SEOUL, Sep 12, 2019, Yonhap. South Korea filed a complaint with the World Trade Organization (WTO) on Wednesday over Japan’s export curbs, upping the stakes in the unprecedented trade row between the two Asian neighbors, reported the Yonhap.
The move came more than two months after Tokyo started restrictions of exporting three key industrial materials to Seoul, which are essential for the production of chips and displays, potentially dealing a harsh blow to Seoul’s backbone technology industry.
“South Korea decided to file a complaint with the WTO on Japan’s export curbs against the three vital materials for chips and displays,” Trade Minister Yoo Myung-hee said during a press meeting.
“(Japan’s) measure is a discriminatory act directly targeting South Korea, and it was politically motivated following our court rulings on the forced labor (of Korean workers during Japan’s colonial rule),” she added.
Tokyo’s abrupt step is widely seen as a retaliation against last year’s Supreme Court rulings ordering Japanese firms to compensate Korean victims of forced labor during Japan’s 1910-45 brutal colonial rule of the Korean Peninsula.
Japan claims that all compensation was settled when the two countries normalized their diplomatic ties in 1965, although the court ruled that individual rights to seek compensation are still valid.
Despite strong protest from South Korea, Japan officially removed Asia’s No. 4 economy from its list of nations given preferential trading terms on Aug. 28, a move that subjects more than 1,000 industrial materials to tougher export regulations.
Although Japan cited South Korea’s alleged lax control of sensitive materials potentially diverted for military use, it has not yet provided concrete evidence behind the allegations despite the repeated requests from Seoul.
South Korea has been warning Japan of filing a complaint with the WTO shortly after Tokyo implemented the export curbs against the three materials in July, claiming the Japanese government has violated the article 11 of the General Agreement on Tariffs and Trade (GATT), which bans regulations on export volumes unless the products have a serious impact on national security.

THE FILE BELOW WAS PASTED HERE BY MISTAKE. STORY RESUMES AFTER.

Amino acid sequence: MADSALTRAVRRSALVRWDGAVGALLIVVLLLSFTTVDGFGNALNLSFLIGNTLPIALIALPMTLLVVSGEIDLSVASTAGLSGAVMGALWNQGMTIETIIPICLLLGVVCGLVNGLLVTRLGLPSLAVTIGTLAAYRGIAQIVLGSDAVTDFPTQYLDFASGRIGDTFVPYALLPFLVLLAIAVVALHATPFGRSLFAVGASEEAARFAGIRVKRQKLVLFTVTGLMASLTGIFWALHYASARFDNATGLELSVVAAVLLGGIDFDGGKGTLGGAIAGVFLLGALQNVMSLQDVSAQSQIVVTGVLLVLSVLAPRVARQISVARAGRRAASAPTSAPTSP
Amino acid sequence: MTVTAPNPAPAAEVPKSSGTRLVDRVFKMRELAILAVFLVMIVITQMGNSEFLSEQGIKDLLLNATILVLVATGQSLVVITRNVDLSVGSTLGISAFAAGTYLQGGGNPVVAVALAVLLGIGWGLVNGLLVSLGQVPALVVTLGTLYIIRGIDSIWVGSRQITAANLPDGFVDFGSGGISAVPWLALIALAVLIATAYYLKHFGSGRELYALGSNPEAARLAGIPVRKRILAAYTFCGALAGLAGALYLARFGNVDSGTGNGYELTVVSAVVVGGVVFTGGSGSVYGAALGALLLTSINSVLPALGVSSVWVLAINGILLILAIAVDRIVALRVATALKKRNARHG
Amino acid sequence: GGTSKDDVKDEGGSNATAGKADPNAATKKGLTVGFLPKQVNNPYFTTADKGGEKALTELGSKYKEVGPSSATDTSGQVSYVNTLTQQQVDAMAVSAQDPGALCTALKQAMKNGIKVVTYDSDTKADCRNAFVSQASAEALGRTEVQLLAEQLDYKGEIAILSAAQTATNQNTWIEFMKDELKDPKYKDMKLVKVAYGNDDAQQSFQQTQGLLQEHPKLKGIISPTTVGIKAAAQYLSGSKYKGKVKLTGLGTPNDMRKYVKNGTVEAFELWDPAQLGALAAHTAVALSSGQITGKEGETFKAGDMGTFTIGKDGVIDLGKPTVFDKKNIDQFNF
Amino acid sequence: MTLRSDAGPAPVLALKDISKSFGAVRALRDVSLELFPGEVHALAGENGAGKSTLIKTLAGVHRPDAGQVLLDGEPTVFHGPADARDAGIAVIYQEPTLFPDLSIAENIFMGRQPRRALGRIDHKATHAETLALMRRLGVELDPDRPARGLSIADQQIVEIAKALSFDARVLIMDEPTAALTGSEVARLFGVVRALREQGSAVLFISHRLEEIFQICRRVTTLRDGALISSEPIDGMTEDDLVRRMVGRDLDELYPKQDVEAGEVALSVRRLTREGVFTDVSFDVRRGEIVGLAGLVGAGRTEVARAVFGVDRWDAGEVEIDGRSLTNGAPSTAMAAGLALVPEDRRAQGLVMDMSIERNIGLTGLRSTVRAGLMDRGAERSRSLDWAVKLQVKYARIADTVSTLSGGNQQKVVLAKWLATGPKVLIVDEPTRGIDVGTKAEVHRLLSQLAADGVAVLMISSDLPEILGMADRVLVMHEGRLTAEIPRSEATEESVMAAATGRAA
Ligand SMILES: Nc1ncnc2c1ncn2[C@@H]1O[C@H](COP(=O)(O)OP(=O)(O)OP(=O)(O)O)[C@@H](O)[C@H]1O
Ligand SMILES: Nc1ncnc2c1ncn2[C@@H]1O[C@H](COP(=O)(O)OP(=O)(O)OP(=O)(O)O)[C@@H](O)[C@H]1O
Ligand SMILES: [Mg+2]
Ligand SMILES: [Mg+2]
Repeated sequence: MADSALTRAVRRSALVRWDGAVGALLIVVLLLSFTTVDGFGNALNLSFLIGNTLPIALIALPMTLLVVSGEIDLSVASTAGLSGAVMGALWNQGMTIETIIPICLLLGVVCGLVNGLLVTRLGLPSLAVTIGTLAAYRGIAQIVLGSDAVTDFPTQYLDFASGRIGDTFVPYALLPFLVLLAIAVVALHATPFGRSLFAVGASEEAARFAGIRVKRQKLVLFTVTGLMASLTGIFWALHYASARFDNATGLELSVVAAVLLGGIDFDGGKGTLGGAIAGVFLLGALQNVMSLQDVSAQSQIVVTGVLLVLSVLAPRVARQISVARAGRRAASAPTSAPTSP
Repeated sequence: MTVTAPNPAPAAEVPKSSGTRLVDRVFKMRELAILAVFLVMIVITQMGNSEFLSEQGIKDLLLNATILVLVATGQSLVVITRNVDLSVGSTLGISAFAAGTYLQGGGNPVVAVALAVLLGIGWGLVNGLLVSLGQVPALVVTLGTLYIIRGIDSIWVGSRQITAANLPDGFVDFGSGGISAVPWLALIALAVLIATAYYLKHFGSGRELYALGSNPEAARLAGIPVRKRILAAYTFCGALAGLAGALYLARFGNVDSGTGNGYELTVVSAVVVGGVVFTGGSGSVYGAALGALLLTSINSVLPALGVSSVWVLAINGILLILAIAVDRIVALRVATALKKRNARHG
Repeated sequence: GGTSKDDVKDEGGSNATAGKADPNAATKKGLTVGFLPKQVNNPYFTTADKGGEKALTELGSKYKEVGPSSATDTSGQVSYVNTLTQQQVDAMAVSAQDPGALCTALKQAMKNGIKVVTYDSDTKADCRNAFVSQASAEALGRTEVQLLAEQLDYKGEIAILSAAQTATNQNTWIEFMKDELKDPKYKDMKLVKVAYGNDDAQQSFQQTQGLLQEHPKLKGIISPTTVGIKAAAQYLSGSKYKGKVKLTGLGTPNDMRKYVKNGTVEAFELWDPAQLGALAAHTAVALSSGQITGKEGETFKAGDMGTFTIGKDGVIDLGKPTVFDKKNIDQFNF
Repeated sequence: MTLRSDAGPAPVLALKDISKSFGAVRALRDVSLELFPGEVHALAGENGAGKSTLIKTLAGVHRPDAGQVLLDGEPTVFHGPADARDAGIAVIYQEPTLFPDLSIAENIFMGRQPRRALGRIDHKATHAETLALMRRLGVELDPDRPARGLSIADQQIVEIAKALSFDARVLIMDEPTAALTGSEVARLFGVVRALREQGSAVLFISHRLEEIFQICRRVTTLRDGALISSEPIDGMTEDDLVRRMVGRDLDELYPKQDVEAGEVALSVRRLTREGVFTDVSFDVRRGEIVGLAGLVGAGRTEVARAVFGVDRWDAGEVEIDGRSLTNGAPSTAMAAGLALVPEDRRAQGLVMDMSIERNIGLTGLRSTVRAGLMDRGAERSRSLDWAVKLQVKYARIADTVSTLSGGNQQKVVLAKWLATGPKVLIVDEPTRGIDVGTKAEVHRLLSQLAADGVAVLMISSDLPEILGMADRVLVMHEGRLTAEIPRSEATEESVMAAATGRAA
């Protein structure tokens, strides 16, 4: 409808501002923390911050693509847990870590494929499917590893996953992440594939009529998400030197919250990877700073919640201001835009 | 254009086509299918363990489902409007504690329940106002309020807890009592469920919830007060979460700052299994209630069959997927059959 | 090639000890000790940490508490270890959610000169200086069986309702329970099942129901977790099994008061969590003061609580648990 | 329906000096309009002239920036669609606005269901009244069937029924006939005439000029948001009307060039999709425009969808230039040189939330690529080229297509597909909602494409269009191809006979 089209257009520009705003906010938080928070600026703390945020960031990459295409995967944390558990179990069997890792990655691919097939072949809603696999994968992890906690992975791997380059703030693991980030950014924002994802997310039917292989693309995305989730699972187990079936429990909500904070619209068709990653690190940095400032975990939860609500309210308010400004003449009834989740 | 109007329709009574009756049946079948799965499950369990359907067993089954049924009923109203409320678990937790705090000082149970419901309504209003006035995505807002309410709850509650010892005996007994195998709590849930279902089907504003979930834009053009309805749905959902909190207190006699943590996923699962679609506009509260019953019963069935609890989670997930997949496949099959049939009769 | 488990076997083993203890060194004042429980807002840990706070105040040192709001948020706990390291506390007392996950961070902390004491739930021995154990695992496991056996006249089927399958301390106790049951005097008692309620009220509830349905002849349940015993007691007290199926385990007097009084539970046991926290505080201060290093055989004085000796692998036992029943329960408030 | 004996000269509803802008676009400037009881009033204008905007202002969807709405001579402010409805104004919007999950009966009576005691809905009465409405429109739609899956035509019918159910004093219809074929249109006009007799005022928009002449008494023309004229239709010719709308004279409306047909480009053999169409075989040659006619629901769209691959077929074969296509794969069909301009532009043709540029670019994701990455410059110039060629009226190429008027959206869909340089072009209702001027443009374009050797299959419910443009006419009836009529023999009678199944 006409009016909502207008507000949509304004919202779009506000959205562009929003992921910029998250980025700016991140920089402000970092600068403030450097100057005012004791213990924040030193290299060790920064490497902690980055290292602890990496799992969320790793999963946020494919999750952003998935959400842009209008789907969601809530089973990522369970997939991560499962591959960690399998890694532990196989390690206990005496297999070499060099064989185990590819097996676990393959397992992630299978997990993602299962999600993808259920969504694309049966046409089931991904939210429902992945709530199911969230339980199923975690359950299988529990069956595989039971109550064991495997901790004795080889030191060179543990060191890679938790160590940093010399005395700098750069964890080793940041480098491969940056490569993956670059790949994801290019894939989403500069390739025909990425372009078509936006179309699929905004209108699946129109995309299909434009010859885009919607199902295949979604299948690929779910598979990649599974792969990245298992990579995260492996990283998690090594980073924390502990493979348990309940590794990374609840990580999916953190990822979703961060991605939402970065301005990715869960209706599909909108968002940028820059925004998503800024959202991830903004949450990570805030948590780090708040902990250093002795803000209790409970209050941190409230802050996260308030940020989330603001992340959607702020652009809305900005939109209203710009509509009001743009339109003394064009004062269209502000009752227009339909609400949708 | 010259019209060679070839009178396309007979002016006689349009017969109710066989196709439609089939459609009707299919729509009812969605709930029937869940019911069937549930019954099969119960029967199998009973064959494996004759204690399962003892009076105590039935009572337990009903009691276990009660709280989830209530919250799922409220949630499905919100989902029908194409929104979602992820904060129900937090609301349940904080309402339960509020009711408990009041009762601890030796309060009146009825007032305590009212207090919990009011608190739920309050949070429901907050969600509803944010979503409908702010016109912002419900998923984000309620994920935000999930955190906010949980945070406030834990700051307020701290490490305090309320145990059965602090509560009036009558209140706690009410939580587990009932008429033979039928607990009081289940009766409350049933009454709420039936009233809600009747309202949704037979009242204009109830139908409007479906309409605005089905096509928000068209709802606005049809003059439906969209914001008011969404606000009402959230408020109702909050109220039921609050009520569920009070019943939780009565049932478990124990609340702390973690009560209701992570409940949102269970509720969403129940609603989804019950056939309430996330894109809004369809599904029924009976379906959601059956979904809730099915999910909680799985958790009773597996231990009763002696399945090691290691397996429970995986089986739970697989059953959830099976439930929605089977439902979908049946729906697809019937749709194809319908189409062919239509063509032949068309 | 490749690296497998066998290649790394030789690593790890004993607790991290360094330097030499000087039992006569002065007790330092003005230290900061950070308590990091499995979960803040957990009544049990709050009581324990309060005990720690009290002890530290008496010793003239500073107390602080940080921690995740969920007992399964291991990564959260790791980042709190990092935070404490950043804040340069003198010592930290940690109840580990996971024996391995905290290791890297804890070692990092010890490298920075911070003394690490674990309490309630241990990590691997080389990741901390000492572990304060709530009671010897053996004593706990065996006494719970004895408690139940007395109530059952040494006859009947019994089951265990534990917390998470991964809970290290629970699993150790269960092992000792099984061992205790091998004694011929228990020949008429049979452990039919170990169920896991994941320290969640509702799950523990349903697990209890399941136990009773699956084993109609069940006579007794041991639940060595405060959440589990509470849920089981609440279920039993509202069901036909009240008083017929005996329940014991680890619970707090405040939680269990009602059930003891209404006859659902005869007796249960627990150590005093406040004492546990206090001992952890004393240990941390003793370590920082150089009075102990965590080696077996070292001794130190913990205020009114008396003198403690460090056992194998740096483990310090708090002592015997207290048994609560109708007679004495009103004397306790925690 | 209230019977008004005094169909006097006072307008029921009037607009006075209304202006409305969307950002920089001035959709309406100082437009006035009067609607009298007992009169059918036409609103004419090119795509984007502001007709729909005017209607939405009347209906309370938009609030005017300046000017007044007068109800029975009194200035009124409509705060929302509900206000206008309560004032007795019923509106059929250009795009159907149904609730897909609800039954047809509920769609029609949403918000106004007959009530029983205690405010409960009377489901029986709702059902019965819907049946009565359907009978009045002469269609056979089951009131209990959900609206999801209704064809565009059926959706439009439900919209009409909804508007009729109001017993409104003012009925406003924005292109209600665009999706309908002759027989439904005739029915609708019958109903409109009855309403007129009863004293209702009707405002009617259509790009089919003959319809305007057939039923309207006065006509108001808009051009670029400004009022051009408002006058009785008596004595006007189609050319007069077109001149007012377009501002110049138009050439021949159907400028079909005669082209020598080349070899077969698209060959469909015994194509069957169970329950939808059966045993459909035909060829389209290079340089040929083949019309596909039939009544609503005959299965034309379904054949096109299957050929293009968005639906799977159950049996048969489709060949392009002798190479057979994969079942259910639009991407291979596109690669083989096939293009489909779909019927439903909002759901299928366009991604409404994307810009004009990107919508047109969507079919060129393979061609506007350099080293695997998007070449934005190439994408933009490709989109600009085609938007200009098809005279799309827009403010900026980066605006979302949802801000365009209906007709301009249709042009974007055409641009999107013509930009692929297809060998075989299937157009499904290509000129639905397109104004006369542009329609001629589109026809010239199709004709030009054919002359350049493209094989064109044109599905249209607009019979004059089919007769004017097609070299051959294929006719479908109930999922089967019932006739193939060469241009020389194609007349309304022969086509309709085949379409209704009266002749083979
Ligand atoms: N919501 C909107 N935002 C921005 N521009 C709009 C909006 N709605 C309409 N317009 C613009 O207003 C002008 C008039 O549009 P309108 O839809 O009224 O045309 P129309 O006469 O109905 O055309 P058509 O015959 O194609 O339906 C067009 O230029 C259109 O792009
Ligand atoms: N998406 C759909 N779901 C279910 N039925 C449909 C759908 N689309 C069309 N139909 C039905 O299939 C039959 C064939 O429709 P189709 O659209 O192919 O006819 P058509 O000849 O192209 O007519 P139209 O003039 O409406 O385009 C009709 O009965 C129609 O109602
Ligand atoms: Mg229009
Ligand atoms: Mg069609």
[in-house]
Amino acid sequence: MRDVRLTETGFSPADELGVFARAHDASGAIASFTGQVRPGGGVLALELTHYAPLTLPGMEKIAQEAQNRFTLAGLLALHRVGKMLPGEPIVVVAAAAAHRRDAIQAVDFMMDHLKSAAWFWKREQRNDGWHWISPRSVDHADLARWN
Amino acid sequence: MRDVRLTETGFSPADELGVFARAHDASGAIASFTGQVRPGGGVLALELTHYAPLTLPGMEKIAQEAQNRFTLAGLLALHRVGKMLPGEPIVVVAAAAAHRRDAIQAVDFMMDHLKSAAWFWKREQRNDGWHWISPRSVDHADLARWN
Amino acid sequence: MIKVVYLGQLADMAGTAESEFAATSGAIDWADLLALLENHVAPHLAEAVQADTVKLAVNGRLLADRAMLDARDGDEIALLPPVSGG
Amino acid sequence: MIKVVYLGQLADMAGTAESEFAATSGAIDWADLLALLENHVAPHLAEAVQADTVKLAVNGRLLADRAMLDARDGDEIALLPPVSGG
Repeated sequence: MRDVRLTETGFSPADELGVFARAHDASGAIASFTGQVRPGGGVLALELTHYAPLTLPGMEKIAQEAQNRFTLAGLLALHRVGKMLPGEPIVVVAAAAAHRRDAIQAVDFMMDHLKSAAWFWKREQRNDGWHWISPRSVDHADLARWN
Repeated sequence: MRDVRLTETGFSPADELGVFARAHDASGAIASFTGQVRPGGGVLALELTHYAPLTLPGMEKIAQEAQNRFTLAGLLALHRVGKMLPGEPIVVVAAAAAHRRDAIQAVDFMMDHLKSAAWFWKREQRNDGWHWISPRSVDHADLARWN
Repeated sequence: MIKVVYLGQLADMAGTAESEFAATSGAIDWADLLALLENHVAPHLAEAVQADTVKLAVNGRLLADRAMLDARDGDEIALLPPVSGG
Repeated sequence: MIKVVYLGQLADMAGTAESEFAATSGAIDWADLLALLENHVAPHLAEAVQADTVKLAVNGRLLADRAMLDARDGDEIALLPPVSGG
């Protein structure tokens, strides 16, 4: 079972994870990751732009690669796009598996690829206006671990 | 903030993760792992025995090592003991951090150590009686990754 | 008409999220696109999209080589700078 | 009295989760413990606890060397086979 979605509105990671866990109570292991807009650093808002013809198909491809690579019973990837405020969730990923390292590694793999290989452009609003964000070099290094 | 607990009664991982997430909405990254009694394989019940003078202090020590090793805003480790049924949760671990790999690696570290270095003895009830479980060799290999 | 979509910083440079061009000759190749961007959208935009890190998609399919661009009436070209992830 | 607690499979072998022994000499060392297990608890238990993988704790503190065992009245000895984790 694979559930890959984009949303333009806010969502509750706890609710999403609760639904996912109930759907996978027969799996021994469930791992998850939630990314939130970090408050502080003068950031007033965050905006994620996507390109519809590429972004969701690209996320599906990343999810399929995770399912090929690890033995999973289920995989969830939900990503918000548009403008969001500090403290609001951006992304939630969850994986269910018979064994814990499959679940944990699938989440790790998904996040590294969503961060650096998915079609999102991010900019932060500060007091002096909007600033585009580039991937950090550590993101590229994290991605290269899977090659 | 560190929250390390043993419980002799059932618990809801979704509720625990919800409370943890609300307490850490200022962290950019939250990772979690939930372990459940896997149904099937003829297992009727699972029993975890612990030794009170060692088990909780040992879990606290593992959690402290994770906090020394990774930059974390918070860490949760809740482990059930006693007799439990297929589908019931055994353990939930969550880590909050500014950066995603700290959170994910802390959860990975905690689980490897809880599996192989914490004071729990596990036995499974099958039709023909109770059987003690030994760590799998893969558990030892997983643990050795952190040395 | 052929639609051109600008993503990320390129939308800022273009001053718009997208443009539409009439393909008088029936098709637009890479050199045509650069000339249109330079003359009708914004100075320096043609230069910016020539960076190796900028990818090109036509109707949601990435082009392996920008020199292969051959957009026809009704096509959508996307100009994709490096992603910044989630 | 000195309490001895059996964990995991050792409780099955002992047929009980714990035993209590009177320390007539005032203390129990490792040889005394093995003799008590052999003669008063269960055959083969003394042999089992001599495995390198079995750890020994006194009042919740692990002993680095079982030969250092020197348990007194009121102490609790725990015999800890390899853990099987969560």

“Japan also violated its duty to run consistent, fair and reasonable trade rules by regulating trades for political reasons,” Yoo added.
With the WTO complaint, South Korea and Japan have to hold bilateral talks to resolve the issue over the next two months, according to the Ministry of Trade, Industry and Energy.
If the two fail to narrow their differences, the WTO Dispute Settlement Body will establish a panel to look deeper into the case. The entire process is expected to take more than three years, experts said.
Since its export restrictions in early July, Japan has permitted only three shipments of the regulated items to South Korea since July, twice for resist and once for etching gas.
Resist is a thin layer used to transfer a circuit pattern to a semiconductor substrate, and etching gas is needed in the semiconductor fabrication process.
The complaint, meanwhile, will not cover Japan’s exclusion of South Korea from its list of trusted trading partners.
“We tried to focus on urgent matters first. The scope of the complaint, however, can also expand depending on circumstances,” an official from the ministry said.
In a separate move, South Korea is also expected to drop Japan from its list of favored trade partners next week at the earliest.
Seoul’s move to revamp its own whitelist will not affect the latest WTO complaint as the two cases were made on different grounds, another official from the ministry said.
South Korea plans to classify its trading partners into three groups from the current two, placing Tokyo in the in-between group for “operating an export control system that violates international norms.”
By Kang Yoon-seung